Step 6: Shelf Brackets

So the conduit runs are mostly done. It's time to cut and add the shelf brackets.

The picture notes tell the story, but a few points of note.  Once they are tacked into correct position we continue to stitch weld them on until they have a continuous bead all round. One benefit of welding like this say 3/4" at a time, is that you can use higher voltage and feed setting of the welder = better penetration = stronger joint (usually). 

As a very happy accident we had a little bit of another pipe size and it fit inside the first - this allowed up to have extend the shelves as needed... 
Very nice project. <br> <br>My only question is : why did you choose round tubing ? Square tubes would have been more easy to work with on this specific project. <br>(Unless of course that you already had round tubing at hand). <br> <br>Then again, don't you think that putting the wiring inside the tubes is somewhat overdone : Wiring outside the tube with their specific protection would have been easier and faster and as safe. <br>But maybe you had the pleasure of doing so, and this is priceless.
Hay Vincent, thanks for the comment. <br> <br>The round tubing was not by choice. I think I mentioned in the 'able that square stock would defiantly be easier to work - we just happened to be given a load of scrap steel pipe... <br> <br>Wiring wise: here in the UK wiring has to be in conduit (unless it is armoured cable). In this case the pipe/conduit prevents accidental damage to the cables' insulation - from flying workshop shrapnel and the like ;)
Thanks ! <br>
I love the design, and all the reuse! This is a great instructable!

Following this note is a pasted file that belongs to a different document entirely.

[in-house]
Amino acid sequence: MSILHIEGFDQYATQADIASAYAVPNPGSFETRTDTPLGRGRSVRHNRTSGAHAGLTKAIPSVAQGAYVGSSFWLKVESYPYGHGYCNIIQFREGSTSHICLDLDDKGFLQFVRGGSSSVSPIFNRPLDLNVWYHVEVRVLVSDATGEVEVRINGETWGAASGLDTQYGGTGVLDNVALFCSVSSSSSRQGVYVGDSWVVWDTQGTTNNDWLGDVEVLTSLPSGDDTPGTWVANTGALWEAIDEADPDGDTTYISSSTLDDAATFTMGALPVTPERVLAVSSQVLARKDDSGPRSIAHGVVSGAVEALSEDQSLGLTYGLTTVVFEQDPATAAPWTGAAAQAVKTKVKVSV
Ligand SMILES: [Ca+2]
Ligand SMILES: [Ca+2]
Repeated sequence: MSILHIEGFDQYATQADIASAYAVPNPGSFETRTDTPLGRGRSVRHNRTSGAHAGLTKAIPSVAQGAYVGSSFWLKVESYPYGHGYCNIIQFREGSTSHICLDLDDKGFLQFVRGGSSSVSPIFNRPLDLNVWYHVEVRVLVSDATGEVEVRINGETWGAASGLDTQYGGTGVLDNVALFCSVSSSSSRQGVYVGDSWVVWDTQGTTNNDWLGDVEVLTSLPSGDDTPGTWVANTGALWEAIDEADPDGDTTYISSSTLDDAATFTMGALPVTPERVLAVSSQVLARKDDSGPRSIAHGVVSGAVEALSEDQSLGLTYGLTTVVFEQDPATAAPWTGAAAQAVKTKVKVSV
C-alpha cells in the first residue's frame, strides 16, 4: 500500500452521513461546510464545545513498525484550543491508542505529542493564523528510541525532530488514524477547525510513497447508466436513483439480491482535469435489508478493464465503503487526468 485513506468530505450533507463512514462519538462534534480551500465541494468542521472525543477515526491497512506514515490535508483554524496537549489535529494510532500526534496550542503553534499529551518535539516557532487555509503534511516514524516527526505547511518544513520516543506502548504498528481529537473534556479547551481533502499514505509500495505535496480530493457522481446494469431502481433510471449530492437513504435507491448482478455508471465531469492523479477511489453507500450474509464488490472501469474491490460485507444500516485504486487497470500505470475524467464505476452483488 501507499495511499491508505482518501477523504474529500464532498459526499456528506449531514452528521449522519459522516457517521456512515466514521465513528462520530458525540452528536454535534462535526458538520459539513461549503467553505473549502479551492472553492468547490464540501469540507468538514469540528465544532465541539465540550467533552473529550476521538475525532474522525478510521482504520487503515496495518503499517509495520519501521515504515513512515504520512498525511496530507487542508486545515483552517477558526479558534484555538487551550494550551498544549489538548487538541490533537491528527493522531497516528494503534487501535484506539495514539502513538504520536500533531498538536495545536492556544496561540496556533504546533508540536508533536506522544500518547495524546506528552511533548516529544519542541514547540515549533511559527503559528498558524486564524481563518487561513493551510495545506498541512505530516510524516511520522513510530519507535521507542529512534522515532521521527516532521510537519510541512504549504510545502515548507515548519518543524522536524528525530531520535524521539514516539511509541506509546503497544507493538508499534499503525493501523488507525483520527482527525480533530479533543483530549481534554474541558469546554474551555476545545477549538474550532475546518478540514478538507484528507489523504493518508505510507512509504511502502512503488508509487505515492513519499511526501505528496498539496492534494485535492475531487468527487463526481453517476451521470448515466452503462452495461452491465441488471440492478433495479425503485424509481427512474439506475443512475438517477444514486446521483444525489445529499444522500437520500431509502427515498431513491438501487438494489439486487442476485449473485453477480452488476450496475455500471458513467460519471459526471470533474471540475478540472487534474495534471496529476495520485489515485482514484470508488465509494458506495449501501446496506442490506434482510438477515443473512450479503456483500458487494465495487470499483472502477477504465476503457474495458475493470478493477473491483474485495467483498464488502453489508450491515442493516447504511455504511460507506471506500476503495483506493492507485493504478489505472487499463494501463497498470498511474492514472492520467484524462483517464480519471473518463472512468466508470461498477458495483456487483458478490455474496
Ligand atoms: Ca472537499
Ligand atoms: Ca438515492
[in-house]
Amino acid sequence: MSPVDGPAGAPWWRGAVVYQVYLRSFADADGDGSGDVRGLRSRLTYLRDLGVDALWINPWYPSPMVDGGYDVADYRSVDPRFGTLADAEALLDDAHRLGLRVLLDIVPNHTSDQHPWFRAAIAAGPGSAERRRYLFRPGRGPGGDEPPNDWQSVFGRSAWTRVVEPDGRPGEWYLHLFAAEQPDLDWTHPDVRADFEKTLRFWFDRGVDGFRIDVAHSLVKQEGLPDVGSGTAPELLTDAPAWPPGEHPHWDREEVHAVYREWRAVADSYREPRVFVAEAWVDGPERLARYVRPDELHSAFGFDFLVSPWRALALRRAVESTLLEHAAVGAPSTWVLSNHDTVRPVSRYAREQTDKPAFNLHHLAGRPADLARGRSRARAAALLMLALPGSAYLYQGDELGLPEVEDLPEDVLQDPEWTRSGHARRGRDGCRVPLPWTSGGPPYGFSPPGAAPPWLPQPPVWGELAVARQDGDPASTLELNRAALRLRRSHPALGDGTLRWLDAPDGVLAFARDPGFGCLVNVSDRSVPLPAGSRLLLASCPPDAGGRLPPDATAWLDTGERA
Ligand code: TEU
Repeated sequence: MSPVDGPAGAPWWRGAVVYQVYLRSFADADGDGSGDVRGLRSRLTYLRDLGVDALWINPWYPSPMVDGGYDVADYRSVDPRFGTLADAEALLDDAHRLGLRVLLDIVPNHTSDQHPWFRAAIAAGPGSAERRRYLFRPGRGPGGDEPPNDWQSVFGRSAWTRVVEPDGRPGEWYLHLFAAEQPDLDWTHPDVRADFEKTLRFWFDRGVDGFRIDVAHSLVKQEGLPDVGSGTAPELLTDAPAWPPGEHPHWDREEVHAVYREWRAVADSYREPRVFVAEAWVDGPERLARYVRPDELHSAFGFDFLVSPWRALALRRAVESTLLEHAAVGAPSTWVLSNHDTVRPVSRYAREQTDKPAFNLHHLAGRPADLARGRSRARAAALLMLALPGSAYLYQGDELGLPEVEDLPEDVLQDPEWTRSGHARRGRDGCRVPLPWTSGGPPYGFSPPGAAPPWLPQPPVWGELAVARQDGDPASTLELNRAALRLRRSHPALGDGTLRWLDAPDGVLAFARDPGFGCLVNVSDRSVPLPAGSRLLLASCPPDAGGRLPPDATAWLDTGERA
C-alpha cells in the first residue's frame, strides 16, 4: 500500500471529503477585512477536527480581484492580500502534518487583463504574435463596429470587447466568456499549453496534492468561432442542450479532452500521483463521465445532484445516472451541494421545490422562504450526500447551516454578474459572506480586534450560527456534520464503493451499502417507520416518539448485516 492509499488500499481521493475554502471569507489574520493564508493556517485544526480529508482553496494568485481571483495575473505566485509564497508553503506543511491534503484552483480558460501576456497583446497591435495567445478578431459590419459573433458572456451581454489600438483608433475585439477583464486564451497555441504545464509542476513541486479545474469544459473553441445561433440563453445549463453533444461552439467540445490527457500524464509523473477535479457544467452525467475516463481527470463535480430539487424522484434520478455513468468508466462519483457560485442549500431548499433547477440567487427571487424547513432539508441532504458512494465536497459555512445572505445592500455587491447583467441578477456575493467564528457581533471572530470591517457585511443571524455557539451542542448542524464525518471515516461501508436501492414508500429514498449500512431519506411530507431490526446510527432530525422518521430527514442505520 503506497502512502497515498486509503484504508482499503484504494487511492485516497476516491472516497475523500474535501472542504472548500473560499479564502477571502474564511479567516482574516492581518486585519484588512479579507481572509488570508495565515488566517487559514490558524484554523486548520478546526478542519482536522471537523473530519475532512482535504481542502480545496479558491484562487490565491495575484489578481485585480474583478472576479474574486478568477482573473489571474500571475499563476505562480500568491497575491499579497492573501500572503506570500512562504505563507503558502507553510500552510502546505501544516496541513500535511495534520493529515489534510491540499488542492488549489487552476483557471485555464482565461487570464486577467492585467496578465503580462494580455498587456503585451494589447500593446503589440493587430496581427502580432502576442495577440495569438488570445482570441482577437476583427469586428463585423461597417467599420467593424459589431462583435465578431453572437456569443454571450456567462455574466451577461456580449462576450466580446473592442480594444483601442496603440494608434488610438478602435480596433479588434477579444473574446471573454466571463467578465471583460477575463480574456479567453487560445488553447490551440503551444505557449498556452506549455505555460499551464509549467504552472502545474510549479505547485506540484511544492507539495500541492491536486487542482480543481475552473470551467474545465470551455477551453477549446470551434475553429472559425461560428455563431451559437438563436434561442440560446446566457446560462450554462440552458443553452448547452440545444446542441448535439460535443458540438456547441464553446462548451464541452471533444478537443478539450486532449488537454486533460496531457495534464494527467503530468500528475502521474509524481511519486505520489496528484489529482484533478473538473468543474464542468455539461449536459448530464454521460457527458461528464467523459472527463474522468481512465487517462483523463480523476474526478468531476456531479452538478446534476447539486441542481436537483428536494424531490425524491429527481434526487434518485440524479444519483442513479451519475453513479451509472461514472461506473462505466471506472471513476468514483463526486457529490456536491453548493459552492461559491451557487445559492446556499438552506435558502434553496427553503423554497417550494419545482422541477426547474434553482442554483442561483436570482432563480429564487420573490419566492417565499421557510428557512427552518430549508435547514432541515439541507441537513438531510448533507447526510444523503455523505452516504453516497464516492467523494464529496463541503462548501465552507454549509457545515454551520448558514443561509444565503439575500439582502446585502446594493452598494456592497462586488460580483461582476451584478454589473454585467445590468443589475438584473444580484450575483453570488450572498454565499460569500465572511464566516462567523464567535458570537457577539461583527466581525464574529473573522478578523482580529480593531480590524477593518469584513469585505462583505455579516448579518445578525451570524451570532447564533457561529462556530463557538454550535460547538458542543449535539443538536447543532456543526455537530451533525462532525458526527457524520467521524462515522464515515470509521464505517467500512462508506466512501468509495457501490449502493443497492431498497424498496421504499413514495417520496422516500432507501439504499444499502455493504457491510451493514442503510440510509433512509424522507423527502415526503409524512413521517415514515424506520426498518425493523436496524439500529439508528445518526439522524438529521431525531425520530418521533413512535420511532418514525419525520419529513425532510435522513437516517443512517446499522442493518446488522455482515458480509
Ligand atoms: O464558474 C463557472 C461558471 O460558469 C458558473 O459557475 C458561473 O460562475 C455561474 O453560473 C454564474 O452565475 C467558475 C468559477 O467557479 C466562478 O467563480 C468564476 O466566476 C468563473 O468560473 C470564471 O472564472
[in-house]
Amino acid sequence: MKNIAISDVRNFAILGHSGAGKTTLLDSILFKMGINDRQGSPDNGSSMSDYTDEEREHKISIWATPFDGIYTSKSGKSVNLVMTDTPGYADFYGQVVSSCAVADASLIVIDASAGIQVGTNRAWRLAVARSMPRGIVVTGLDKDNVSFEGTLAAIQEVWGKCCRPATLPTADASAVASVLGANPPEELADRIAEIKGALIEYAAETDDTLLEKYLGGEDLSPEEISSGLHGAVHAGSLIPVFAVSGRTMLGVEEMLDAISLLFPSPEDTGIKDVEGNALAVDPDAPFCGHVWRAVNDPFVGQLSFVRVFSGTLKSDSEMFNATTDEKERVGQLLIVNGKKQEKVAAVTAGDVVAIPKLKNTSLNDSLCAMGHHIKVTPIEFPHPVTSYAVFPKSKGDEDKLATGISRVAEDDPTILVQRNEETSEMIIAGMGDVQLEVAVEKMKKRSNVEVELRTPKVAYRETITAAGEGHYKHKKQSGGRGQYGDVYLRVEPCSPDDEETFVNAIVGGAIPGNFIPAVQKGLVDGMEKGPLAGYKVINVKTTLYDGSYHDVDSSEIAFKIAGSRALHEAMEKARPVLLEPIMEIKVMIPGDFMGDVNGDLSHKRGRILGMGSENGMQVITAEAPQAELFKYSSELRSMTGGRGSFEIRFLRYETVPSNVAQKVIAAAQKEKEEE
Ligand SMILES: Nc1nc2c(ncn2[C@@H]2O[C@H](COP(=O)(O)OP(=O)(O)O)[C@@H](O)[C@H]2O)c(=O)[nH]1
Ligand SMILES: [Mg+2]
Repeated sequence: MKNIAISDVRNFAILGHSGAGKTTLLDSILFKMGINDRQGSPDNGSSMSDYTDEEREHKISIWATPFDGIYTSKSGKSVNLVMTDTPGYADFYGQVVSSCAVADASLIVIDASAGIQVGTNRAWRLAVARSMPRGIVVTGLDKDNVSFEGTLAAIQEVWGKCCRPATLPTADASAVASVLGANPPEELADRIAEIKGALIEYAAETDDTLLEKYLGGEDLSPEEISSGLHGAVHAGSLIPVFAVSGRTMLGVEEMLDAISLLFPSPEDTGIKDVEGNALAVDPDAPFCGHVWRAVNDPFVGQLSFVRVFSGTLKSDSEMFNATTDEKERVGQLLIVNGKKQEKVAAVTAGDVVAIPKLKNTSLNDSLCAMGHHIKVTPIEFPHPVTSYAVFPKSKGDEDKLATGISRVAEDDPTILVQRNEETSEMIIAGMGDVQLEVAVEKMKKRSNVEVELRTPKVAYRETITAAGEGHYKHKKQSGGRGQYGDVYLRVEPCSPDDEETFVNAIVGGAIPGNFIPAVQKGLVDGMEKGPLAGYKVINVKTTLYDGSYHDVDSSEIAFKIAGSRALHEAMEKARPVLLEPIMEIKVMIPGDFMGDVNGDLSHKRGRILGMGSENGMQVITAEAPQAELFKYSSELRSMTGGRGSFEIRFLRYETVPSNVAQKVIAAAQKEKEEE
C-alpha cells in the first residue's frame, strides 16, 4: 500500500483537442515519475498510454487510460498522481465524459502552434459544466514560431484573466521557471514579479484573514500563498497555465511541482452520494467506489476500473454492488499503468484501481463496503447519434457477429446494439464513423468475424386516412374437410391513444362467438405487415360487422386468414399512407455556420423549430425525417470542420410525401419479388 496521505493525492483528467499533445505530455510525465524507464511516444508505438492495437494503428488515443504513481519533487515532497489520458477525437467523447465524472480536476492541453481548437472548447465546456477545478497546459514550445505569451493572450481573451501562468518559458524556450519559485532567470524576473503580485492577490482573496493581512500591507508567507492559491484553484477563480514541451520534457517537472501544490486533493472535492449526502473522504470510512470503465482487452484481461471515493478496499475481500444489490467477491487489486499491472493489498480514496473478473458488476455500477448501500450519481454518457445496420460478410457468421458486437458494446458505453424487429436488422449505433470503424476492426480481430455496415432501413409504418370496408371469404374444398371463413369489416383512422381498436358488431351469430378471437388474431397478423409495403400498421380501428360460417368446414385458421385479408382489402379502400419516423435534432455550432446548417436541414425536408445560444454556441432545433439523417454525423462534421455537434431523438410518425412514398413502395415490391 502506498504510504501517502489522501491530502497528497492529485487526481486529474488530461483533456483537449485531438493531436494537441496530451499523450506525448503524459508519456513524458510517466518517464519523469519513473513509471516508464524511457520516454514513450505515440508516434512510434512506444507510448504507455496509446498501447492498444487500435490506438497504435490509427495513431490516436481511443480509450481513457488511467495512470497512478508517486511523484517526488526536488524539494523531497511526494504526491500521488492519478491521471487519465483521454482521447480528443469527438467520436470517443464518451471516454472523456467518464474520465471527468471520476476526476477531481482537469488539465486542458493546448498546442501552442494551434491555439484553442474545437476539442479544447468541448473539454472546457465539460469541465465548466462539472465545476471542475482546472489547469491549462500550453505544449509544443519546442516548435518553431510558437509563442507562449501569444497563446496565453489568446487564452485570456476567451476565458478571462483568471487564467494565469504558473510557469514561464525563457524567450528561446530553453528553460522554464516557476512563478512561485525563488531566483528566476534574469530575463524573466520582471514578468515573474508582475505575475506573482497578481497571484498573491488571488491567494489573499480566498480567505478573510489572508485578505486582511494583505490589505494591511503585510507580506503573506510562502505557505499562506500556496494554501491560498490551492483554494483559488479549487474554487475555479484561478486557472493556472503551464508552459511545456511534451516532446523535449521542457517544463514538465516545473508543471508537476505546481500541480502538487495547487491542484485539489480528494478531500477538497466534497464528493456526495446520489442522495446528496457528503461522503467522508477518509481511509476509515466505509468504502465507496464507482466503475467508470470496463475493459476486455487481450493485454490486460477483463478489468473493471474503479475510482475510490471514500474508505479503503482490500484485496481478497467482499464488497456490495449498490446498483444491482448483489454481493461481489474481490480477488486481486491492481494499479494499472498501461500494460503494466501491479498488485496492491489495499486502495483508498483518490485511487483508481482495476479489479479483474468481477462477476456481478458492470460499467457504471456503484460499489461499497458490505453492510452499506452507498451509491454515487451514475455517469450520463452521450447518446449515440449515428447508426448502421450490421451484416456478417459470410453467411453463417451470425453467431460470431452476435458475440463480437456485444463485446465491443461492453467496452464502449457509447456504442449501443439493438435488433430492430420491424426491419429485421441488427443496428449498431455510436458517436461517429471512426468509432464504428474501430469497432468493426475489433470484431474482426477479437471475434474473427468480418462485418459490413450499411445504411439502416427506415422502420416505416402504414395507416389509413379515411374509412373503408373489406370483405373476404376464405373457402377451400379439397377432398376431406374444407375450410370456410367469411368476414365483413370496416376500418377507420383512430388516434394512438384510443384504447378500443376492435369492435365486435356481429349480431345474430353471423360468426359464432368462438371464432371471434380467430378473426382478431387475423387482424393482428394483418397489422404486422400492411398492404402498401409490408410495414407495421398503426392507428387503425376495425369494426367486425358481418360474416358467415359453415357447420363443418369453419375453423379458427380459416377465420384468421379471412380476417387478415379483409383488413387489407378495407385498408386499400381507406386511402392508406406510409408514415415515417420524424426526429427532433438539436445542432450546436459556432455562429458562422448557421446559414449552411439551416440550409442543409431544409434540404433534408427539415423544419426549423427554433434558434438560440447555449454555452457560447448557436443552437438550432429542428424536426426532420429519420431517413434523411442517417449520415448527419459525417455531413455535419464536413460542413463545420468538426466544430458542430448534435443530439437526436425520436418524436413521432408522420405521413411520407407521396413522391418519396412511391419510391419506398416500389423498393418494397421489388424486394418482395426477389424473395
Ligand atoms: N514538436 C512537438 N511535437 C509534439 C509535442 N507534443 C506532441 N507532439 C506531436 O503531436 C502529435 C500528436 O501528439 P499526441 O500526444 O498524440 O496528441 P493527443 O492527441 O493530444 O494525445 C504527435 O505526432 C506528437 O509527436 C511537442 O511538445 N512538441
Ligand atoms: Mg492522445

Thanks! Using the reclaimed stuff was a LOT of extra work, though obviously cheaper... Need to make some kind of pipe abrading machine, to quickly prep lengths of old pipe for welding ;) <br>Still, I think the patchy angle-grinded weld patches look kinda cool in there own special way...
What an awesome way to combine two basic needs. Genius!
Hay thanks Jessyratfink!
Is it a good idea to use metal tubing? If the wire insulation is compromised the whole metal frame could turn live.
It is quite common to use metal conduit in industrial settings - it is stronger and more resistant to being accidentally damaged when things fly about the shop (not that that <em>ever </em>happens to me). The point of metal conduit (especially thick stuff like this is to ensure that the insulation is <em>never </em>compromised except in the most exceptional&nbsp;circumstance. Obviously the conduit must be&nbsp;grounded, so that if that should ever happen, you are protected.&nbsp;
Cool project. Please connect ground to that metal conduit so if something short the whole conduit will not become a conductor.
Thanks. Yep, that's worth noting: as is always the case any metal conduit does have to be grounded!
sorry I just realised how daft I am sometimes.
when you say hi power 240 v sockets, are you talking about the 120 v safety equipment sockets?

About This Instructable




Bio: BongoDrummer is co-founder and member of Flowering Elbow. He loves to learn about, invent, and make things, particularly from waste materials.
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